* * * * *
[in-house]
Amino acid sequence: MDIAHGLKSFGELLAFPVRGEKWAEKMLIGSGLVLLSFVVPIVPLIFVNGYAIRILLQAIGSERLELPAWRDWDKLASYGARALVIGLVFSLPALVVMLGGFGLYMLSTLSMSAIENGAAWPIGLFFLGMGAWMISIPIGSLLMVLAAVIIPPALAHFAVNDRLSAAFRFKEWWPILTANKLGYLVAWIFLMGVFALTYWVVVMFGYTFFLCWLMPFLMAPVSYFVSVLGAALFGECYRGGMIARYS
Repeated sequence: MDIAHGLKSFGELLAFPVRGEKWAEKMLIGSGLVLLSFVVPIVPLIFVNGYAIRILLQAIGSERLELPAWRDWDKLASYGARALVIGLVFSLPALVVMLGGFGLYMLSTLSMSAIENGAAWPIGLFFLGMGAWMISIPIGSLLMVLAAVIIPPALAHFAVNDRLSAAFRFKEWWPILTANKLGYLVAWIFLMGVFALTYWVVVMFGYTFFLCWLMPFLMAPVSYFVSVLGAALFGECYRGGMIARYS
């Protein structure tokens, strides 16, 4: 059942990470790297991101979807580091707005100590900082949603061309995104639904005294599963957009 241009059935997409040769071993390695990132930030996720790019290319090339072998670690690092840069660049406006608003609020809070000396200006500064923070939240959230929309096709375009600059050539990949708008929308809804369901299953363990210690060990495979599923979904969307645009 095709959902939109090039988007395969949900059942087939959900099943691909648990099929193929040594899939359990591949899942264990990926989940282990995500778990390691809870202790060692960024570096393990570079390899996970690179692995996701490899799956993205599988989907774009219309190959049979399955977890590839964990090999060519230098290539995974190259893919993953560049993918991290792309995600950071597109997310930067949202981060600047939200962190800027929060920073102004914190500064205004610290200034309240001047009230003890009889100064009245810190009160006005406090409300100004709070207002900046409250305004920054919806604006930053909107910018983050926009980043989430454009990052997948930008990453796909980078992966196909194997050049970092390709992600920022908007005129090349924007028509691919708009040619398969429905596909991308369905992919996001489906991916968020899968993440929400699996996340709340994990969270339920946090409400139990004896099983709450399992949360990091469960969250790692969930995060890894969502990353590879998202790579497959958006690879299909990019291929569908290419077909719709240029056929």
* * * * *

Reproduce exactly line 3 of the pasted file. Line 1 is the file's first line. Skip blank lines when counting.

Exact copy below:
Repeated sequence: MDIAHGLKSFGELLAFPVRGEKWAEKMLIGSGLVLLSFVVPIVPLIFVNGYAIRILLQAIGSERLELPAWRDWDKLASYGARALVIGLVFSLPALVVMLGGFGLYMLSTLSMSAIENGAAWPIGLFFLGMGAWMISIPIGSLLMVLAAVIIPPALAHFAVNDRLSAAFRFKEWWPILTANKLGYLVAWIFLMGVFALTYWVVVMFGYTFFLCWLMPFLMAPVSYFVSVLGAALFGECYRGGMIARYS